And he carried Jehoiachin captive to Babylon. The king’s mother, the king’s wives, his officers, and the mighty of the land he carried into captivity from Jerusalem to Babylon. (2 Kings 24:15)
Scripture warns that, “the way of the unfaithful is hard.” (Prov.13:15b) Sin allures us with the promise of pleasure, but transforms into a cruel taskmaster that brings pain instead. Now, the results of sin are not always immediate. Because some sin and seem to get by with it for a while they are enticed to sin even more. But one day the inevitable consequences emerge.
In 2 Kings 24-25, we see the way of the unfaithful.
We observe first that IT LEADS TO BONDAGE (24:8-16). That sin brings bondage is illustrated in the reign of Jehoiachin.
Sin is seductive, but it can be resisted. God will make a way of escape, if we choose to do it. Jehoiachin’s father had set a bad example and the environment he lived in was godless. Still, he had the power of choice. Sadly, he chose to reject God’s law and write his own rules.
Sin promises freedom, but produces the exact opposite. Nebuchadnezzar was God’s scourge. At least, Jehoiachin submitted to God’s discipline. There are those who continue to resist and must be dealt with more severely. Jehoiachin’s response will eventually lead to somewhat of a restoration, but he will never fully recover and know what might have been had he stayed true to God. Our sin affects others, like ripples from a stone dropped in a pond, extending outward and we know not how far. Jehoiachin’s family and many others were carried into captivity with the unfaithful king.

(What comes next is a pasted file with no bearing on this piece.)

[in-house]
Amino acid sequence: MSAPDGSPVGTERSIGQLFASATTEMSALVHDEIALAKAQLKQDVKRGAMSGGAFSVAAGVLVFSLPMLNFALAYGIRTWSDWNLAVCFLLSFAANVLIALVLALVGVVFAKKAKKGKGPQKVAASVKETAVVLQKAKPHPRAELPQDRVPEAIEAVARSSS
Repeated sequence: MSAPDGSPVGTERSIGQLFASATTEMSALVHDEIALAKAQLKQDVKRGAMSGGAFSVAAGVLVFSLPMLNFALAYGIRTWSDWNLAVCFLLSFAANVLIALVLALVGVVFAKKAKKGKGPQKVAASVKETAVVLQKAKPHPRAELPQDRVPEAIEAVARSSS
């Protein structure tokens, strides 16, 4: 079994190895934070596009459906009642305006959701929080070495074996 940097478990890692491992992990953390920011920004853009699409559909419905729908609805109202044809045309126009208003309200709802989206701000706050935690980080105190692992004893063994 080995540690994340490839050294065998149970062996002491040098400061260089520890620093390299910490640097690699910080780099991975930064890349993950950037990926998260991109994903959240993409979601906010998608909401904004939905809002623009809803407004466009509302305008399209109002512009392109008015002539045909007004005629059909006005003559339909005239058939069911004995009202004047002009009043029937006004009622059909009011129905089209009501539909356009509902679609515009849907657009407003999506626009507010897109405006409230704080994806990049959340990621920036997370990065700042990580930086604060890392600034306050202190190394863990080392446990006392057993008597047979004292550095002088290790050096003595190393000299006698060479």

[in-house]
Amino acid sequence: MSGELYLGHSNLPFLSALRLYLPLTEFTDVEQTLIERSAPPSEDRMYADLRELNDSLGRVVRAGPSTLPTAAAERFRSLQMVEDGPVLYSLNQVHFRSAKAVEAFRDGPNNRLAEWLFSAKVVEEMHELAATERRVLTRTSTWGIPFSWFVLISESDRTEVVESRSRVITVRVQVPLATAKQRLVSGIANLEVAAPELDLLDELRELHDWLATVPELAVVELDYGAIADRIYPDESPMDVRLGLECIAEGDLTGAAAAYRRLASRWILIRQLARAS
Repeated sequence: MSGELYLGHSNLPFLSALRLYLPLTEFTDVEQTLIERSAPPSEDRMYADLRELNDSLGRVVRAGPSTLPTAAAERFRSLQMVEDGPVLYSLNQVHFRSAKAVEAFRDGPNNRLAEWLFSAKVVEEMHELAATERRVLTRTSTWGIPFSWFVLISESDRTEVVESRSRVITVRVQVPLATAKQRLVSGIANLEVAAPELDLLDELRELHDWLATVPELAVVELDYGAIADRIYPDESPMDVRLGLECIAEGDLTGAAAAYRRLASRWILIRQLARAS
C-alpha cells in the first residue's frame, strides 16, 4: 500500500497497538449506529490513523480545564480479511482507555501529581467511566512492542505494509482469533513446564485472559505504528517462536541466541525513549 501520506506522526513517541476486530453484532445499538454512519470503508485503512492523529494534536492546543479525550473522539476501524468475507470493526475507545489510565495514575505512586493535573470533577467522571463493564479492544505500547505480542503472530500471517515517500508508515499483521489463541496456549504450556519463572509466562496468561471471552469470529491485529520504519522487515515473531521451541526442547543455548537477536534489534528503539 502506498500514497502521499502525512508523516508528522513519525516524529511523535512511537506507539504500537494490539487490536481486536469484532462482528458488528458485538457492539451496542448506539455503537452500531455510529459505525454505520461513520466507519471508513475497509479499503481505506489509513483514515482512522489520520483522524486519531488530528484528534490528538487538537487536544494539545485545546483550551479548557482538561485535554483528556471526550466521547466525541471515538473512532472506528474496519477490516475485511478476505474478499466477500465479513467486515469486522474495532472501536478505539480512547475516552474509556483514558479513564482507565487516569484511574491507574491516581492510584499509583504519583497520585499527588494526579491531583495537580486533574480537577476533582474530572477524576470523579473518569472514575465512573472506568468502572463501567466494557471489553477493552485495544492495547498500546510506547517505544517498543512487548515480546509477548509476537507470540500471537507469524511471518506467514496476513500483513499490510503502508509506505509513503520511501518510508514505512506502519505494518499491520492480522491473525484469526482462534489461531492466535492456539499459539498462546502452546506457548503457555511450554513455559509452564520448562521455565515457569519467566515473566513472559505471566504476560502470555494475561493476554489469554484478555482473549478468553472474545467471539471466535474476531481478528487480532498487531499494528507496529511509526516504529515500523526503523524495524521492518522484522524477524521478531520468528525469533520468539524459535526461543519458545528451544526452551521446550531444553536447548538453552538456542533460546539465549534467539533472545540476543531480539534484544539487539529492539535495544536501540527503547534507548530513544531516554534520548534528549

Furthermore the way of the unfaithful is hard for IT LEADS TO BLINDNESS (24:17-25:7). King Zedekiah illustrates this blindness.
Zedekiah was placed in a position of influence. He had an opportunity to do right. He did not. We are fools to fail to seize the opportunity when it comes. He rebelled against God’s authority and against God’s human representative Nebuchadnezzar (for government is ordained by God).
Sin in the heart is manifested in the life. God hedged him in and afflicted him, but instead of submitting, he ran. The results were tragic for his family was lost (25:7), and so was his vision. Defiance against God’s law leads to darkness.
Finally, the way of the unfaithful is hard for IT LEADS TO BROKENNESS (25:8-30). This is illustrated by the fall of Jerusalem.
Our God is a consuming fire. He burns up the chaff. He ignites the fruitless branches. Jerusalem was literally torched. The nation would not worship God, so the house of God was removed. They wanted paganism, so God would let them have their fill of it in the heathen land of Babylon. Fear put them to flight. Proverbs 28:1 says, “The wicked flee when no one pursues, but the righteous are bold as a lion.”
Though the king and the people were unfaithful, God was faithful to His covenant made to Abraham, Isaac, Jacob, and David. Jehoiachin receives mercy and that works a change in his life. God is committed to mold his people one way or another. We are human clay in the Divine Potter’s hands. When clay is formed and begins to unravel on the wheel, it is due to impurity in the clay—that then must be broken down and the grit removed before it can be remodeled. There is then the pressure exerted and the firing of the clay. God is faithful to form us.